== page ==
The leaders we need now should have skills we used to consider “soft” but are in fact critical, such as listening, empathy and moral imagination.
Harnessing different viewpoints: The first step is to accept that there will be opposing viewpoints and consider these viewpoints an asset rather than a distraction from the mission of the organization.
A leader’s mindset influences all of his/her actions, and in some cases leaders have unconscious biases that must be addressed first.
Effective leaders move away from a win/lose mentality to a collaborative win/win/win approach, particularly when partnering with purpose.
Inclusive leaders inspire their staff.
Leaders can be regarded as “culture setters” who set the tone for their organizations or businesses. As the Harvard Business Review states, “For better and worse, culture and leadership are inextricably linked. Founders and influential leaders often set new cultures in motion and imprint values and assumptions that persist for decades.”
The global Covid-19 pandemic has changed business as usual and therefore the role of leaders has become more critical than ever. In this landscape of uncertainty, with blurred lines between work and home, how can leaders inspire their employees to address deep-seated problems and tackle important goals? What skills does an inclusive business leader need to be successful now?
Leaders set the tone for their organizations.
Jacqueline Novogratz, the author of Manifesto for a Moral Revolution, argues that effective leadership requires a renewed focus on skills that have been undervalued as “soft skills.” “While technical competencies remain critical, effective leadership in an interdependent world requires building skills we used to consider ‘soft,’ beginning with moral imagination,” she writes in this issue of CLUED-iN. Through creative vision, a company can be both ethical and successful by imagining new solutions. This requires skills such as holding values in tension and considering the assumptions of both sides, listening to previously unheard voices, and “partnering with humility and audacity.”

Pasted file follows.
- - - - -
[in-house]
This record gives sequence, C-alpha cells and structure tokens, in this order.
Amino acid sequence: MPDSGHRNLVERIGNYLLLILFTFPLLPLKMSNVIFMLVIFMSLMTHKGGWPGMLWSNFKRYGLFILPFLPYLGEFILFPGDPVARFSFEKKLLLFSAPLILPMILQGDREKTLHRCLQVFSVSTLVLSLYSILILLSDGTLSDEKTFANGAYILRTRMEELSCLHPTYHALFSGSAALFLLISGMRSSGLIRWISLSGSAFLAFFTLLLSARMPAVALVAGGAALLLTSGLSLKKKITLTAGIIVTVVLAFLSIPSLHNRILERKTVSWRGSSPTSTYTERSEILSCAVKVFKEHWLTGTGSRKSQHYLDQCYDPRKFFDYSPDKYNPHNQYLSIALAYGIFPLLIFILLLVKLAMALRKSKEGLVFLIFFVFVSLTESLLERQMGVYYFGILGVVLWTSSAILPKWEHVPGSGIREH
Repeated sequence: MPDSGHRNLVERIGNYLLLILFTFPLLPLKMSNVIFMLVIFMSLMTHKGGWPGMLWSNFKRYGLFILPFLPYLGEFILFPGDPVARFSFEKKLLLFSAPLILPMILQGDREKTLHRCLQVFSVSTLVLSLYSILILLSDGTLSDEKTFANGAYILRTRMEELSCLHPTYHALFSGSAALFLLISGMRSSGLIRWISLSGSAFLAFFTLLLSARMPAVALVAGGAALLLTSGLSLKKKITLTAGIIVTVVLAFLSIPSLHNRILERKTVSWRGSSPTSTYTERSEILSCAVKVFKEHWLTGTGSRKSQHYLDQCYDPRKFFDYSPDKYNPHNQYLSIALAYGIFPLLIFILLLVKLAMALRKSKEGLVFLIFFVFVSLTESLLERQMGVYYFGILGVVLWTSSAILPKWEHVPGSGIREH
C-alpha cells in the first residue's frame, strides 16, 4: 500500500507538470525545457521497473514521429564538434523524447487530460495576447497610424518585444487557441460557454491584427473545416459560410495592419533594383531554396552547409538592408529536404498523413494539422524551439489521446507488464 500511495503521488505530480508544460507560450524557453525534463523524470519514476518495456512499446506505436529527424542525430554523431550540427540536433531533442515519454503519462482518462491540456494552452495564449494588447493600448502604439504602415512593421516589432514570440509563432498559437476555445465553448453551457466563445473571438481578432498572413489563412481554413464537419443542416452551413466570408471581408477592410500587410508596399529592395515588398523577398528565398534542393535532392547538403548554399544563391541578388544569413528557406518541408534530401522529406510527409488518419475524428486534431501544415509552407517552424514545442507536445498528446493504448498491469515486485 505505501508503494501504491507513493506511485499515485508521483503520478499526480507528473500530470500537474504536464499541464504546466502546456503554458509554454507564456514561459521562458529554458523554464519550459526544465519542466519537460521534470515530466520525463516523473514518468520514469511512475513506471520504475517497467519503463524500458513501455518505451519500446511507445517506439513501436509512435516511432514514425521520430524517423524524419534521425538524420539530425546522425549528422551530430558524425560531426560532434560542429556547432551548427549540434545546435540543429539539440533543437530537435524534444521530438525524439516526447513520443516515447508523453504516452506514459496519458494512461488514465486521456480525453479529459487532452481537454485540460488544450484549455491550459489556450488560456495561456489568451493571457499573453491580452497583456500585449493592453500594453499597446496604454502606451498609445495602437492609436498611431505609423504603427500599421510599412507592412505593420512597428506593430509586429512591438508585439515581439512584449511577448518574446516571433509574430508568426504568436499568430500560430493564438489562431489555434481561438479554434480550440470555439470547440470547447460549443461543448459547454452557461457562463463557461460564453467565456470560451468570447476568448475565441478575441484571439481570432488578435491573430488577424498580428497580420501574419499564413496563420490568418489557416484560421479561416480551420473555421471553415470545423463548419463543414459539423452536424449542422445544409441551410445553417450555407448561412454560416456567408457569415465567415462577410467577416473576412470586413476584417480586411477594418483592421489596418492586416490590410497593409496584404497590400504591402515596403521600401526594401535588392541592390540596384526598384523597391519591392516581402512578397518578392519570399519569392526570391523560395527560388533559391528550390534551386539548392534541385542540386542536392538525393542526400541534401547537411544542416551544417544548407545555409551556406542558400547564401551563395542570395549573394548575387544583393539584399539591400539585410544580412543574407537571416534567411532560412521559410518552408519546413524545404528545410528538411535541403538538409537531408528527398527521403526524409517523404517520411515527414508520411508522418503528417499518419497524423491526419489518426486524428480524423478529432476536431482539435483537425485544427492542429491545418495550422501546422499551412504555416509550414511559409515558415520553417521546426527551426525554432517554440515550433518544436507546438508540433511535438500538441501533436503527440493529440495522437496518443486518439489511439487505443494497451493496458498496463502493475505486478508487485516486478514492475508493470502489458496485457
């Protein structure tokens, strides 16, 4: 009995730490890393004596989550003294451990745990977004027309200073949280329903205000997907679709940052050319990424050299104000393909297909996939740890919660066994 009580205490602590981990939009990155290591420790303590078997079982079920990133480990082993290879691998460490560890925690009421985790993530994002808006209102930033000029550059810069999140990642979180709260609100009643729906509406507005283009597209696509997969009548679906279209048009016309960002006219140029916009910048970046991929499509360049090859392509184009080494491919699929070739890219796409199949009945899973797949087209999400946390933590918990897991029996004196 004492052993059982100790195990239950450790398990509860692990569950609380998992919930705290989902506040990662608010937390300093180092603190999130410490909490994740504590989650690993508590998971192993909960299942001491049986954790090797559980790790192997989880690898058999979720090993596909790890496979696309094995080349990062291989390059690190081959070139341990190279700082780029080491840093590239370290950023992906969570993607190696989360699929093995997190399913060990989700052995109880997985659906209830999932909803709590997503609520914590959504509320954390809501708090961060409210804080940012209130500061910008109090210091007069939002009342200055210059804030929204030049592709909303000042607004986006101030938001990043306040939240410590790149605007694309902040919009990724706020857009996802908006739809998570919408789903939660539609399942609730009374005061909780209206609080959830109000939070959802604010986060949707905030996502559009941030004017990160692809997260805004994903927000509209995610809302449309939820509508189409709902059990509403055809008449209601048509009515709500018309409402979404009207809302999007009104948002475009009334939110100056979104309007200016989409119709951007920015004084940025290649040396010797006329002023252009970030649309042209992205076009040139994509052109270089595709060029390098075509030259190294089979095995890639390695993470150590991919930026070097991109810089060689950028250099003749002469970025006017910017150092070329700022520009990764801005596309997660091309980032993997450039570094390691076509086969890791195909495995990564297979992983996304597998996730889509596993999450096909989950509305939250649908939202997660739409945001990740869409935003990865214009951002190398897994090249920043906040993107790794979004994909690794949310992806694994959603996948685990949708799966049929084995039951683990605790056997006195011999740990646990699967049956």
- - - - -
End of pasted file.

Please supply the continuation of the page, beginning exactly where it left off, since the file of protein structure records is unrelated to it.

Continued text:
Empathy is also a critical skill, as empathetic leaders are able to listen and guide their employees through the Covid-19 pandemic while dealing with ongoing uncertainty. The pandemic has turned lives upside down, and therefore addressing employee mental health has also become an urgent issue. “There are many ways of demonstrating an inclusive approach and all of them, in my opinion, start with listening deeply to the needs of others. We must not leave our most vulnerable stakeholders alone; we cannot afford to do so because they belong to the architecture of our communities,” states Lucia dal Negro, CEO of De-LAB Italy.
Rajiv Sharma, the founder of Empower Pragati, an inclusive skills training initiative in India, notes that leaders may have access to more information and can reassure employees during stressful times. “I felt strongly that I needed to continue talking, as I had access to knowledge which the people at the grassroots level might lack. So, I continued telling them that this virus could be addressed, and that their jobs were protected."
Successful leaders know how to listen.